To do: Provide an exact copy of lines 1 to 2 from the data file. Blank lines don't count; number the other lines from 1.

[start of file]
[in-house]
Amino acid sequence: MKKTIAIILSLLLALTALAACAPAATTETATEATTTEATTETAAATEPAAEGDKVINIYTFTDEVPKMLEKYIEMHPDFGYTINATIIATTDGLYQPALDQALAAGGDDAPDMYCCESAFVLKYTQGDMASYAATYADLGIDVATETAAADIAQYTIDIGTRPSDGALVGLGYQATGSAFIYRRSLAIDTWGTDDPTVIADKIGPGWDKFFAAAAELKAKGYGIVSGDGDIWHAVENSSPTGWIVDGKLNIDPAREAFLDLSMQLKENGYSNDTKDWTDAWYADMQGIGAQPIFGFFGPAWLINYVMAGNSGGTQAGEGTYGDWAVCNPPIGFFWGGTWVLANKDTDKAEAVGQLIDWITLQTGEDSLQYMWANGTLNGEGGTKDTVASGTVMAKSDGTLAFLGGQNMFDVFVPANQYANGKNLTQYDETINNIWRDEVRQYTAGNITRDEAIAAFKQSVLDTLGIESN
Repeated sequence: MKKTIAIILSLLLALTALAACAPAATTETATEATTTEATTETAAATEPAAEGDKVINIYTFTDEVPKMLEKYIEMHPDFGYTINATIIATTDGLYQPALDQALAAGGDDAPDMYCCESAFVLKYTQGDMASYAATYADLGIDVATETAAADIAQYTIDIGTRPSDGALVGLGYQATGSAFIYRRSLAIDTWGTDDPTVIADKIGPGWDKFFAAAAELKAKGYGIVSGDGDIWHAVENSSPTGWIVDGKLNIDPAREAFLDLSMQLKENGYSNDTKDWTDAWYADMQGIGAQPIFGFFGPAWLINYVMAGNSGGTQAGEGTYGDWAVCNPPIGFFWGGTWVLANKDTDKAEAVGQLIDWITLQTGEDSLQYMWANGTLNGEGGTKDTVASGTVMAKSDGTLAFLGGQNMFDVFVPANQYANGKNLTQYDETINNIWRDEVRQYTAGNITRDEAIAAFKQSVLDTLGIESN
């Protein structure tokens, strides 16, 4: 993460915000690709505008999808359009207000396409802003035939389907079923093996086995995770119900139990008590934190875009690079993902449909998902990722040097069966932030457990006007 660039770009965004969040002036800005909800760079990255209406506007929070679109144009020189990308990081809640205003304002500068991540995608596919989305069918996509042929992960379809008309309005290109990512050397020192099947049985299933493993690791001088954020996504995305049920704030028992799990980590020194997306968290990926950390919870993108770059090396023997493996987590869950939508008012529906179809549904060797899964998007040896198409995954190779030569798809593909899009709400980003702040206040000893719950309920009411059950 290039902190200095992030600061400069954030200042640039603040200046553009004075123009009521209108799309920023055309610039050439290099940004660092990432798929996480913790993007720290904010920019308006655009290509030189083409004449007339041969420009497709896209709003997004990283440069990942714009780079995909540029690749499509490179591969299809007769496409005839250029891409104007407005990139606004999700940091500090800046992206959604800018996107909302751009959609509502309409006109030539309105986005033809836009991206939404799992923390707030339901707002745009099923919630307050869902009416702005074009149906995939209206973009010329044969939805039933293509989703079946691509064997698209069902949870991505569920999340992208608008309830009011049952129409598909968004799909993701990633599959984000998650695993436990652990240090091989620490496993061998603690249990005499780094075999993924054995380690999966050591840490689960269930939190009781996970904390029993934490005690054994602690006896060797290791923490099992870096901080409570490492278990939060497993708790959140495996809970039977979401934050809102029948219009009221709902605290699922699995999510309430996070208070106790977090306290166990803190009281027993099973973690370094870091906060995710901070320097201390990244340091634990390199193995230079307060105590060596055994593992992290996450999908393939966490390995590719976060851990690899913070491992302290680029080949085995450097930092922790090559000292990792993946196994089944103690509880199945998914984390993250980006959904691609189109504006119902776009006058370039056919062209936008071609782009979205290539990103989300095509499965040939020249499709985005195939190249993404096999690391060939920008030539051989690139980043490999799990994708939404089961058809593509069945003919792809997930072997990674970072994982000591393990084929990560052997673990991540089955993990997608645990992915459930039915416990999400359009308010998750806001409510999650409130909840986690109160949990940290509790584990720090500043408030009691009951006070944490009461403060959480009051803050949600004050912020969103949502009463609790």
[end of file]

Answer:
[in-house]
Amino acid sequence: MKKTIAIILSLLLALTALAACAPAATTETATEATTTEATTETAAATEPAAEGDKVINIYTFTDEVPKMLEKYIEMHPDFGYTINATIIATTDGLYQPALDQALAAGGDDAPDMYCCESAFVLKYTQGDMASYAATYADLGIDVATETAAADIAQYTIDIGTRPSDGALVGLGYQATGSAFIYRRSLAIDTWGTDDPTVIADKIGPGWDKFFAAAAELKAKGYGIVSGDGDIWHAVENSSPTGWIVDGKLNIDPAREAFLDLSMQLKENGYSNDTKDWTDAWYADMQGIGAQPIFGFFGPAWLINYVMAGNSGGTQAGEGTYGDWAVCNPPIGFFWGGTWVLANKDTDKAEAVGQLIDWITLQTGEDSLQYMWANGTLNGEGGTKDTVASGTVMAKSDGTLAFLGGQNMFDVFVPANQYANGKNLTQYDETINNIWRDEVRQYTAGNITRDEAIAAFKQSVLDTLGIESN